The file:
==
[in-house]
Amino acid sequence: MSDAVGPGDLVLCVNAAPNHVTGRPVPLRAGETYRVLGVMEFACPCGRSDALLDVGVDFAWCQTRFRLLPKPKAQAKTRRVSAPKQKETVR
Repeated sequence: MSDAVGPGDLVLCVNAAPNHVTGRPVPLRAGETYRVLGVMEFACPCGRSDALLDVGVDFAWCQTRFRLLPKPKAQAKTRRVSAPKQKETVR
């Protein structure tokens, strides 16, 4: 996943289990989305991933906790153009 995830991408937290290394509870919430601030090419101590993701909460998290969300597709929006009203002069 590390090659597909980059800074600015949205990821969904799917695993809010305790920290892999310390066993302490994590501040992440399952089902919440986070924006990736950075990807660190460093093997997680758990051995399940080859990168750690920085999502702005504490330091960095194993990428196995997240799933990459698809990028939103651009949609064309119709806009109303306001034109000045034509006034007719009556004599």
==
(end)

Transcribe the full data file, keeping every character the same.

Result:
[in-house]
Amino acid sequence: MSDAVGPGDLVLCVNAAPNHVTGRPVPLRAGETYRVLGVMEFACPCGRSDALLDVGVDFAWCQTRFRLLPKPKAQAKTRRVSAPKQKETVR
Repeated sequence: MSDAVGPGDLVLCVNAAPNHVTGRPVPLRAGETYRVLGVMEFACPCGRSDALLDVGVDFAWCQTRFRLLPKPKAQAKTRRVSAPKQKETVR
């Protein structure tokens, strides 16, 4: 996943289990989305991933906790153009 995830991408937290290394509870919430601030090419101590993701909460998290969300597709929006009203002069 590390090659597909980059800074600015949205990821969904799917695993809010305790920290892999310390066993302490994590501040992440399952089902919440986070924006990736950075990807660190460093093997997680758990051995399940080859990168750690920085999502702005504490330091960095194993990428196995997240799933990459698809990028939103651009949609064309119709806009109303306001034109000045034509006034007719009556004599």